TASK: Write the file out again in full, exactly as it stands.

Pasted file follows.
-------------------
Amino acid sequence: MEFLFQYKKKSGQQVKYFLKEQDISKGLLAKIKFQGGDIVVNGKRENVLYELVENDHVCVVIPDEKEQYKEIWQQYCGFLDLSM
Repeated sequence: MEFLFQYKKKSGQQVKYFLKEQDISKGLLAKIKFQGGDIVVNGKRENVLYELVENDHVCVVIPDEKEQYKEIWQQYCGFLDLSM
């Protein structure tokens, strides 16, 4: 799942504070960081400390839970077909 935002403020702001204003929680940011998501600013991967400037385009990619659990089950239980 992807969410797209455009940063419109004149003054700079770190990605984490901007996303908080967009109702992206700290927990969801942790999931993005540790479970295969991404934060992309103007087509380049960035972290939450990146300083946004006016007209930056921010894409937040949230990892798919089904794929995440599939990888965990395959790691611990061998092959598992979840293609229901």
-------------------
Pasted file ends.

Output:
Amino acid sequence: MEFLFQYKKKSGQQVKYFLKEQDISKGLLAKIKFQGGDIVVNGKRENVLYELVENDHVCVVIPDEKEQYKEIWQQYCGFLDLSM
Repeated sequence: MEFLFQYKKKSGQQVKYFLKEQDISKGLLAKIKFQGGDIVVNGKRENVLYELVENDHVCVVIPDEKEQYKEIWQQYCGFLDLSM
């Protein structure tokens, strides 16, 4: 799942504070960081400390839970077909 935002403020702001204003929680940011998501600013991967400037385009990619659990089950239980 992807969410797209455009940063419109004149003054700079770190990605984490901007996303908080967009109702992206700290927990969801942790999931993005540790479970295969991404934060992309103007087509380049960035972290939450990146300083946004006016007209930056921010894409937040949230990892798919089904794929995440599939990888965990395959790691611990061998092959598992979840293609229901």